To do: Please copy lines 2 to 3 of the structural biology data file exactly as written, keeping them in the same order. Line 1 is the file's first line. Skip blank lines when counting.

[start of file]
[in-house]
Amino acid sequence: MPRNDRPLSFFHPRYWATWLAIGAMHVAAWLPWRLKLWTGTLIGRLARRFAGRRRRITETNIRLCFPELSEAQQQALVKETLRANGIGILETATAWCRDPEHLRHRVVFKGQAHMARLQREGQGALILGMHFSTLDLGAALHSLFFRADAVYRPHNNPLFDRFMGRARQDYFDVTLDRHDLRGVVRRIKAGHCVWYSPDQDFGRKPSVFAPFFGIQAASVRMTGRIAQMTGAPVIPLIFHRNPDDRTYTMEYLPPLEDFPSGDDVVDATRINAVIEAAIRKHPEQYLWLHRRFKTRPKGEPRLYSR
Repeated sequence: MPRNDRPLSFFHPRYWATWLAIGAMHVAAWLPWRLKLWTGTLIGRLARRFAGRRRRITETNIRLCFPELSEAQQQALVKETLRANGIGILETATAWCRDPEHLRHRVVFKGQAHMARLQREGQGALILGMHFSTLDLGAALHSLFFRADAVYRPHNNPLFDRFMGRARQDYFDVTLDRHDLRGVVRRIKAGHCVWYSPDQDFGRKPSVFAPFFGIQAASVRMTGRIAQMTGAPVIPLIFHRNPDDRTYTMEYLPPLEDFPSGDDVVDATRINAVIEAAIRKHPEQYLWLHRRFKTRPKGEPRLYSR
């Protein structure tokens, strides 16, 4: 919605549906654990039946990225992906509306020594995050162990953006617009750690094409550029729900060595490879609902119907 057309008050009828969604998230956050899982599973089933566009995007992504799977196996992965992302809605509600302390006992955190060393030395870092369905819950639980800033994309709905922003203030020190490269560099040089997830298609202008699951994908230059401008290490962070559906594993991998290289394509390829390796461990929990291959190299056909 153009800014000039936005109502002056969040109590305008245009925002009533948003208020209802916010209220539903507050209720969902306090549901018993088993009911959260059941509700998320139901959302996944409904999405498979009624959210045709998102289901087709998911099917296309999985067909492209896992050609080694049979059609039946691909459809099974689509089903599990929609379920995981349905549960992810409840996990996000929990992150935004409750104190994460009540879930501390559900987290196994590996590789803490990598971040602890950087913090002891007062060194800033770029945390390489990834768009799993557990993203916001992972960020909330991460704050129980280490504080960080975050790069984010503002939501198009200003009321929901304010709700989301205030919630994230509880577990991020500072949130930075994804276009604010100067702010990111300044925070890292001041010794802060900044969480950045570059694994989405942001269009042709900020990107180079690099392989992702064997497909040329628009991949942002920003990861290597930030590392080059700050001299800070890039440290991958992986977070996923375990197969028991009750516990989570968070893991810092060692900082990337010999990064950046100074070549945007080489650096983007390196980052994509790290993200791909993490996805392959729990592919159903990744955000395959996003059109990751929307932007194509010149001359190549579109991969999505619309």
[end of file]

Amino acid sequence: MPRNDRPLSFFHPRYWATWLAIGAMHVAAWLPWRLKLWTGTLIGRLARRFAGRRRRITETNIRLCFPELSEAQQQALVKETLRANGIGILETATAWCRDPEHLRHRVVFKGQAHMARLQREGQGALILGMHFSTLDLGAALHSLFFRADAVYRPHNNPLFDRFMGRARQDYFDVTLDRHDLRGVVRRIKAGHCVWYSPDQDFGRKPSVFAPFFGIQAASVRMTGRIAQMTGAPVIPLIFHRNPDDRTYTMEYLPPLEDFPSGDDVVDATRINAVIEAAIRKHPEQYLWLHRRFKTRPKGEPRLYSR
Repeated sequence: MPRNDRPLSFFHPRYWATWLAIGAMHVAAWLPWRLKLWTGTLIGRLARRFAGRRRRITETNIRLCFPELSEAQQQALVKETLRANGIGILETATAWCRDPEHLRHRVVFKGQAHMARLQREGQGALILGMHFSTLDLGAALHSLFFRADAVYRPHNNPLFDRFMGRARQDYFDVTLDRHDLRGVVRRIKAGHCVWYSPDQDFGRKPSVFAPFFGIQAASVRMTGRIAQMTGAPVIPLIFHRNPDDRTYTMEYLPPLEDFPSGDDVVDATRINAVIEAAIRKHPEQYLWLHRRFKTRPKGEPRLYSR